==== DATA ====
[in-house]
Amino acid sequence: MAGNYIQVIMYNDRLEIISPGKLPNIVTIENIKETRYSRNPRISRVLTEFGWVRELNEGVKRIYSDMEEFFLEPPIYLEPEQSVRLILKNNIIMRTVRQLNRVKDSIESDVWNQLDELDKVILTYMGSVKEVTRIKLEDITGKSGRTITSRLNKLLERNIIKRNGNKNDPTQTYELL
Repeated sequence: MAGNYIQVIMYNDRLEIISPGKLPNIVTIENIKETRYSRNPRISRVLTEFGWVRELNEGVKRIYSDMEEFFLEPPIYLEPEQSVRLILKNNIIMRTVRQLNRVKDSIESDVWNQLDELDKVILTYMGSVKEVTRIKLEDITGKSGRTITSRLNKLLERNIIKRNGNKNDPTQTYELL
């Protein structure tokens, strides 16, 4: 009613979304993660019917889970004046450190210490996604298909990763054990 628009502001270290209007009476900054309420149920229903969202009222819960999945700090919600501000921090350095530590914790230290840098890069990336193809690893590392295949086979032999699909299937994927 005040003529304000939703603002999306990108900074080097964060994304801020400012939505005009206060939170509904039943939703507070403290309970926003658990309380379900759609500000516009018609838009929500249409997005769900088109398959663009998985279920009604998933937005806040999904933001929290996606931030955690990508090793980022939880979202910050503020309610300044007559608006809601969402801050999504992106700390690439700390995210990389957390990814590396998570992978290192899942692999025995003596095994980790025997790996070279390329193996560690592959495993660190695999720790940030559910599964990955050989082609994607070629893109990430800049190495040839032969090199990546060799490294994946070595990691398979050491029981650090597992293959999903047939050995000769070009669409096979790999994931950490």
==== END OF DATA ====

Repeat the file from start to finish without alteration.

[in-house]
Amino acid sequence: MAGNYIQVIMYNDRLEIISPGKLPNIVTIENIKETRYSRNPRISRVLTEFGWVRELNEGVKRIYSDMEEFFLEPPIYLEPEQSVRLILKNNIIMRTVRQLNRVKDSIESDVWNQLDELDKVILTYMGSVKEVTRIKLEDITGKSGRTITSRLNKLLERNIIKRNGNKNDPTQTYELL
Repeated sequence: MAGNYIQVIMYNDRLEIISPGKLPNIVTIENIKETRYSRNPRISRVLTEFGWVRELNEGVKRIYSDMEEFFLEPPIYLEPEQSVRLILKNNIIMRTVRQLNRVKDSIESDVWNQLDELDKVILTYMGSVKEVTRIKLEDITGKSGRTITSRLNKLLERNIIKRNGNKNDPTQTYELL
């Protein structure tokens, strides 16, 4: 009613979304993660019917889970004046450190210490996604298909990763054990 628009502001270290209007009476900054309420149920229903969202009222819960999945700090919600501000921090350095530590914790230290840098890069990336193809690893590392295949086979032999699909299937994927 005040003529304000939703603002999306990108900074080097964060994304801020400012939505005009206060939170509904039943939703507070403290309970926003658990309380379900759609500000516009018609838009929500249409997005769900088109398959663009998985279920009604998933937005806040999904933001929290996606931030955690990508090793980022939880979202910050503020309610300044007559608006809601969402801050999504992106700390690439700390995210990389957390990814590396998570992978290192899942692999025995003596095994980790025997790996070279390329193996560690592959495993660190695999720790940030559910599964990955050989082609994607070629893109990430800049190495040839032969090199990546060799490294994946070595990691398979050491029981650090597992293959999903047939050995000769070009669409096979790999994931950490």